Part of it is that we have played more than a hundred games of Arkham together, but that can't be all of it, sine we have only had three games go over five hours.

Our storage system is sets of ziplock bags, stored in larger ziplocks according to when they are used (every game, or only with certain AO's, heralds or guardians). Working together, the four of us get the game set up and broken down in under 10 minutes.

We rarely plan to defeat the AO in final combat, and sometimes just call the game if he awakens (depending on how hopeless our situation is).

We discuss strategy in terms of "What are you planning on doing?", or "Shouldn't somebody get to such and such?", but very seldom "You should do this!" As a result, we are strategizing separately, rather than the whole team going over every single move.

Other than that, I just don't know. Out games do not feel rushed; there is plenty of time for discussion, laugher and snacks. We have about a two thirds win rate.

Any differences in approach you can see?
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Bern Harkins
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Oh, I should perhaps mention that we are maniacs, racing around like... well, like the world is ending. Very little time is spent at the Asylum or Hospital; investigators are pushed until they drop (most of the time) and multiple injuries and madnesses are common. Being devoured in the service of humanity is a badge of honor, and we seldom retire... only when some combinations of I&M's makes a character unusually ineffective. Other than that, full speed ahead...

"End of the World, Babies!"
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Gary Tanner
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My longest game was about 8 hours. Most of the time, it takes between 3-5 hours (depending on how quickly things get out of hand). But the groups I've played with also chat a lot during the games.
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We have played with up to 7 players and have never taken more than 5 hours with that number. With our currently typical 5 players it's more like 3 - 3.5 hours. We do read all the flavour text out loud on everything (apart from the reverse of the Investigator card). We discuss tactics at each Upkeep phase too. I try to keep the game moving along with a little chivvying, but generally we're there for the ride so we take the time to enjoy the view with lots of table talk and humour. We always play for a Seals victory and immediately call it a loss if the AO wakes. Our strategy is to focus on the Seal and avoid distractions doing what's necessary to ensure nothing gets in the way of progress toward the goal.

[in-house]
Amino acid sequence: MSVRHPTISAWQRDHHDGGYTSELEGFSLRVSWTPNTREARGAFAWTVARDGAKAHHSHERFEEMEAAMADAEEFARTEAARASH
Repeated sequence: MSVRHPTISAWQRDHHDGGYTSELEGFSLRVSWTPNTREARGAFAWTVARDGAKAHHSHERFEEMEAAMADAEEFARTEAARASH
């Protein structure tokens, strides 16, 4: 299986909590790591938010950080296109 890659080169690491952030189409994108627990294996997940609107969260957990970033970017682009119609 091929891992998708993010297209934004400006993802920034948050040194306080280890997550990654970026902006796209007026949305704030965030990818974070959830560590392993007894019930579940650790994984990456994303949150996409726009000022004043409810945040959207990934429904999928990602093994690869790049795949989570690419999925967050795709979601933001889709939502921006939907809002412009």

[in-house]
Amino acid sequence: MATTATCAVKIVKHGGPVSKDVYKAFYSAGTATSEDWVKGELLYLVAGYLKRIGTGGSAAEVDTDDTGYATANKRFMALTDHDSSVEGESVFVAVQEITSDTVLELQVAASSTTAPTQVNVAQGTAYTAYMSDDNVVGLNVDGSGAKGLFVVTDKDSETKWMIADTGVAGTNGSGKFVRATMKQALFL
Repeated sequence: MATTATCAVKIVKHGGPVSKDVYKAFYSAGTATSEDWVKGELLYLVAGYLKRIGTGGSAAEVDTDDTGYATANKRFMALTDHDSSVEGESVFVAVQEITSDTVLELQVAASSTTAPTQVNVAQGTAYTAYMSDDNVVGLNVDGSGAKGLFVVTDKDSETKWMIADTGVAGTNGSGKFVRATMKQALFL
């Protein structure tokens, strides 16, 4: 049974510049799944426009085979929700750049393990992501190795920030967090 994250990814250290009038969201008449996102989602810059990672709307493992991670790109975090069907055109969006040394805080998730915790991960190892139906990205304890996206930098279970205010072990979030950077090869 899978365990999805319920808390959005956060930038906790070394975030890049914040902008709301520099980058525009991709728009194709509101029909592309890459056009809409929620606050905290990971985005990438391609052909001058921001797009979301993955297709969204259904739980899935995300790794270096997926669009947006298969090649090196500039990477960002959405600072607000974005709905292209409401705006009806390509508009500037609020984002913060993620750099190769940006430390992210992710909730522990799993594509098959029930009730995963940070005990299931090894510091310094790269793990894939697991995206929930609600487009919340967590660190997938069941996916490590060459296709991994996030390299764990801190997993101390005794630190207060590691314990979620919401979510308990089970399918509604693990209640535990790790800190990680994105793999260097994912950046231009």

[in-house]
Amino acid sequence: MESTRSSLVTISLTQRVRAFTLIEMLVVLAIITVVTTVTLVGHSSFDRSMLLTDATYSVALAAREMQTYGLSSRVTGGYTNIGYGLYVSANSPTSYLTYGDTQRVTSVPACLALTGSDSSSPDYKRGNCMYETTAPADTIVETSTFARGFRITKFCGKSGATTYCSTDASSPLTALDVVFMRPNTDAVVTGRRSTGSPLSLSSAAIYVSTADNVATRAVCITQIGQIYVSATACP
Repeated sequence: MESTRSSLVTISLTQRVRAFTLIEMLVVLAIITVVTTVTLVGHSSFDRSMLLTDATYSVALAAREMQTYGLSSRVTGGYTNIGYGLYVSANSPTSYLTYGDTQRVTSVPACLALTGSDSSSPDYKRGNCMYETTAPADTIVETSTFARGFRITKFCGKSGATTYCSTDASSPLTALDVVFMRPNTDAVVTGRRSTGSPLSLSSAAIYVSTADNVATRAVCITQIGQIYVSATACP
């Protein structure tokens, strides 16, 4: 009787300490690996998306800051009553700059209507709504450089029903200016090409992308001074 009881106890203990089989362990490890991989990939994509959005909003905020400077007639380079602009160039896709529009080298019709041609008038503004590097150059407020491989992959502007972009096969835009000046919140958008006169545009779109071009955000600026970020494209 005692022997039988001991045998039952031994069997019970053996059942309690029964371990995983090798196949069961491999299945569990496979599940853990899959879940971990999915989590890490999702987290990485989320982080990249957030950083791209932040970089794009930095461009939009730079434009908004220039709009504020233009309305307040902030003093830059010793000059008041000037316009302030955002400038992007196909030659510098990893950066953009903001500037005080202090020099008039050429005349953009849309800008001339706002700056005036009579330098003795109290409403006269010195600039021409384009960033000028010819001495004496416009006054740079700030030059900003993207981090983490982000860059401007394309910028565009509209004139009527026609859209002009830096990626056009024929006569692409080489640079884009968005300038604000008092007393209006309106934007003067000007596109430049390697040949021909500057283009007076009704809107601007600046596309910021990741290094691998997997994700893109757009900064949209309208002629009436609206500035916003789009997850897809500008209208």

But when all said and done, I don't know what we do different, 'cos I haven't seen you play and don't know the detail of your play.
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Krawhitham B
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soakman wrote:
I REALLY want to know what you guys are doing differently than I am. Most of my AH games (played with 2-3 players and 4 or 5 investigators depending on number of expansion boards) last anywhere from 5-8 hours.

We do, at the beginning of the game, read each investigator story and PS to set the tone. And then during encounters we also read these out loud.

We have alwasy played without bidiretional trading (meaning the trader can give but can't receive).

But I can't believe that these things add 3-5 hours onto play time. LOL.

Sorry if this is off-topic. Maybe it's because we use most of the cards from all the expansions as well?


Well, as long as you are having fun...

I am curious as to why you don't do bi-directional trading. It is allowed in the rules.

How many mythos cards do you get through in a game?